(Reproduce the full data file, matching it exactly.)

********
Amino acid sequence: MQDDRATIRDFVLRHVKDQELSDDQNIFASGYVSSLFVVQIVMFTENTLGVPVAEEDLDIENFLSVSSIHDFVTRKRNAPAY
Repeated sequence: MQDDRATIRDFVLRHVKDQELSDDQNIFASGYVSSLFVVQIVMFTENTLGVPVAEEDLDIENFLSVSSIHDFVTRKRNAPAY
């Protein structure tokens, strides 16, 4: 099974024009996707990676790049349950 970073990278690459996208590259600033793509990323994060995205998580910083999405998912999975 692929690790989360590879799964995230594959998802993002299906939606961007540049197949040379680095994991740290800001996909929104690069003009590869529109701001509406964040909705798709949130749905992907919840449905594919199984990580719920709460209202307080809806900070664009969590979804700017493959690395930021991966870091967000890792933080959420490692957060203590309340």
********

Amino acid sequence: MQDDRATIRDFVLRHVKDQELSDDQNIFASGYVSSLFVVQIVMFTENTLGVPVAEEDLDIENFLSVSSIHDFVTRKRNAPAY
Repeated sequence: MQDDRATIRDFVLRHVKDQELSDDQNIFASGYVSSLFVVQIVMFTENTLGVPVAEEDLDIENFLSVSSIHDFVTRKRNAPAY
């Protein structure tokens, strides 16, 4: 099974024009996707990676790049349950 970073990278690459996208590259600033793509990323994060995205998580910083999405998912999975 692929690790989360590879799964995230594959998802993002299906939606961007540049197949040379680095994991740290800001996909929104690069003009590869529109701001509406964040909705798709949130749905992907919840449905594919199984990580719920709460209202307080809806900070664009969590979804700017493959690395930021991966870091967000890792933080959420490692957060203590309340």